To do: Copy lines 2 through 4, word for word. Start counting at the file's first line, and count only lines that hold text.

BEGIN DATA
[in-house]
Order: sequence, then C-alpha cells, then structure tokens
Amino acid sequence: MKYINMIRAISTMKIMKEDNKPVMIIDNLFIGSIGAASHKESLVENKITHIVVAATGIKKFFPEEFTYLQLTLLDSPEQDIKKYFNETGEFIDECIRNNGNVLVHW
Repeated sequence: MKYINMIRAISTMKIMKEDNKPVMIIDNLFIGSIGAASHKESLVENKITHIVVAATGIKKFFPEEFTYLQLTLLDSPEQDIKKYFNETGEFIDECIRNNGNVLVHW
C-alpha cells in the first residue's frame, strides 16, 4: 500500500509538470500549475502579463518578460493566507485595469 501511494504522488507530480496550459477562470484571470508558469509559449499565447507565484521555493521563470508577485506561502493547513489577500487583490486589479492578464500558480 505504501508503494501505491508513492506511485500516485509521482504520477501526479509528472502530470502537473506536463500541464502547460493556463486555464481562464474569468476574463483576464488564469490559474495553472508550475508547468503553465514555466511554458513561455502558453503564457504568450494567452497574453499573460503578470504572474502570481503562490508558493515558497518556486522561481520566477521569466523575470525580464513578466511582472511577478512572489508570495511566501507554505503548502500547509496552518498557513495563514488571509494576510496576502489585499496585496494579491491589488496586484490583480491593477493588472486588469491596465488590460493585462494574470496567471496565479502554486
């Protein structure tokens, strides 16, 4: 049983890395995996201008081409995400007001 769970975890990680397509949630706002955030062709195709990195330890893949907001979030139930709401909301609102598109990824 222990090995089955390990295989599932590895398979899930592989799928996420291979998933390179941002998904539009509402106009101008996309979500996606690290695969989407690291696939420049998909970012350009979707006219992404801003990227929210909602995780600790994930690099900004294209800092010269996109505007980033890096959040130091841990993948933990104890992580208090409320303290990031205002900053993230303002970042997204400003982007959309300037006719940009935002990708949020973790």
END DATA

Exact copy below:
Order: sequence, then C-alpha cells, then structure tokens
Amino acid sequence: MKYINMIRAISTMKIMKEDNKPVMIIDNLFIGSIGAASHKESLVENKITHIVVAATGIKKFFPEEFTYLQLTLLDSPEQDIKKYFNETGEFIDECIRNNGNVLVHW
Repeated sequence: MKYINMIRAISTMKIMKEDNKPVMIIDNLFIGSIGAASHKESLVENKITHIVVAATGIKKFFPEEFTYLQLTLLDSPEQDIKKYFNETGEFIDECIRNNGNVLVHW